Diggs ran the ball eight times for 59 yards and a touchdown. His most impressive run came on a 2nd and 18, where he showed elite patience and vision before busting off a 23-yard run.
The patience Diggs shows at the line of scrimmage is elite. A lot of freshman running backs run right into the line there without busting it outside. Diggs waited for something to open up though, and his patience paid off. Assuming Kyren Williams heads to the NFL, a duo of Diggs and Tyree is something to be excited about in 2022.
Captains doing captain things
Notre Dame had two captains step up big time on Saturday afternoon. Linebacker Drew White played the entire can after tearing his PCL in his knee in practice during the week. White still played 38 snaps in the game – fourth most of any defender. Notre Dame has been decimated by injuries at linebacker and would have been in a major bind without White. Their 5th-year senior captain, however, gutted it out and played.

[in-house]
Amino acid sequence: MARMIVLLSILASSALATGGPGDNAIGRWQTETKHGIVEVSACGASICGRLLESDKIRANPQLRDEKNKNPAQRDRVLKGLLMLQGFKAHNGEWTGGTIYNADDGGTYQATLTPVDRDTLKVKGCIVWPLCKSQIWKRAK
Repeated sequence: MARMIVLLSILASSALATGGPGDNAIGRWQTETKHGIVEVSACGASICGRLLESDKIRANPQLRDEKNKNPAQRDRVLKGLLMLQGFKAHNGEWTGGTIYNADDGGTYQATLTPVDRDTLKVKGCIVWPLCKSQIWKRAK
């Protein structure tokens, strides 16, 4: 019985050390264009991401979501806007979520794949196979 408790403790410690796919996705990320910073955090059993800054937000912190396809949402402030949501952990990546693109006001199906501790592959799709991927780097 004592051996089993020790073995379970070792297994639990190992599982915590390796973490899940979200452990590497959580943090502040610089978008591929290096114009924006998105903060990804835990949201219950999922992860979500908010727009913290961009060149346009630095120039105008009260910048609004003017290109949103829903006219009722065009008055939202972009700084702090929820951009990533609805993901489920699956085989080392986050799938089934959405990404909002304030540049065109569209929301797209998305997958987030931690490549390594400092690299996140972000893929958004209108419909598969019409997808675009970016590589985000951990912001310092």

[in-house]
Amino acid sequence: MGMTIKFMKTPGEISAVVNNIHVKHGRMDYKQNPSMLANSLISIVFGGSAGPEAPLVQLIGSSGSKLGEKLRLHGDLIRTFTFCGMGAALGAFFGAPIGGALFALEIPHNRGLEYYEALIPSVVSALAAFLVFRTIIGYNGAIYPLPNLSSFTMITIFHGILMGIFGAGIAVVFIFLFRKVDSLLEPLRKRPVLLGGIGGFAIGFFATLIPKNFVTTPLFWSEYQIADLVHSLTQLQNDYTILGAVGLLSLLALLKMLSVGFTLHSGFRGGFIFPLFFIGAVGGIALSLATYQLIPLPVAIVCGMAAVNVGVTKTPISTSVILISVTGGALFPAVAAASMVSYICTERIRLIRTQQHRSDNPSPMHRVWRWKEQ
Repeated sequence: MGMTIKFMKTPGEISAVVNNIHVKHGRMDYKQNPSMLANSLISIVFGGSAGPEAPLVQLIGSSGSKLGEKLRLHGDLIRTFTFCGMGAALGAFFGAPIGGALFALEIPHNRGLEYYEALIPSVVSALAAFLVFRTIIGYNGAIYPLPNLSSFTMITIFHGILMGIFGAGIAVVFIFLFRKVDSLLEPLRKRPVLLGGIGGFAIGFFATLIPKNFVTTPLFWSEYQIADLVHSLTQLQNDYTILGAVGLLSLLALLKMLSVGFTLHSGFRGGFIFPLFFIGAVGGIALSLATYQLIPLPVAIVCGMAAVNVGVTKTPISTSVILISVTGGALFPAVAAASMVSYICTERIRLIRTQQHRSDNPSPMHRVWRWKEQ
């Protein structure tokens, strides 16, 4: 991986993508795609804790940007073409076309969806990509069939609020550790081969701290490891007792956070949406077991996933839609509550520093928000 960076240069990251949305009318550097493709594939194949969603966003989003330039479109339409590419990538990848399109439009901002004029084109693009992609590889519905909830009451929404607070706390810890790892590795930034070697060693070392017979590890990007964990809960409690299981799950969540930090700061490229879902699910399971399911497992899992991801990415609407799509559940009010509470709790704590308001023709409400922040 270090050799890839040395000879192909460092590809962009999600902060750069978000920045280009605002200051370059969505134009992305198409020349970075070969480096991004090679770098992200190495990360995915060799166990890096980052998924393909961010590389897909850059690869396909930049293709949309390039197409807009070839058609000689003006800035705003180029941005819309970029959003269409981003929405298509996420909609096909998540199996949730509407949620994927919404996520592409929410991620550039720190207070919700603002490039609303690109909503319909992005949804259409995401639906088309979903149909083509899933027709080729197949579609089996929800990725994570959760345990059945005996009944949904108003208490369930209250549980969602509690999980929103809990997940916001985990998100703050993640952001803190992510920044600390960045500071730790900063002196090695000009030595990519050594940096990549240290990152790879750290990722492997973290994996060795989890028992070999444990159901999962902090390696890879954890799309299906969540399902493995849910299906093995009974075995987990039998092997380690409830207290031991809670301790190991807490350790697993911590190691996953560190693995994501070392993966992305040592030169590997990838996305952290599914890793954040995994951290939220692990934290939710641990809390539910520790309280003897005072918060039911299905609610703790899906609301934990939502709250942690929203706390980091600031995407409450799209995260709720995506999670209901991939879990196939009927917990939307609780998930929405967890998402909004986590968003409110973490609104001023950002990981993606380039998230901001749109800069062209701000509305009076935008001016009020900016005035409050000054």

How one plays with a torn PCL, I am not sure, but it sounds pretty painful.
Fellow captain Kurt Hinish didn’t play through an injury, but in just 29 snaps, Hinish racked up ten tackles, including a sack. Hinish was disruptive whenever he was in the game and was a significant reason why the Irish defense held Navy in check all game long.
With all of the injuries that Notre Dame has had – on top of some of the self-inflicted challenges this season – they need their captains to step up, and on Saturday, they did.
Kahanu Kia’s hit on kick coverage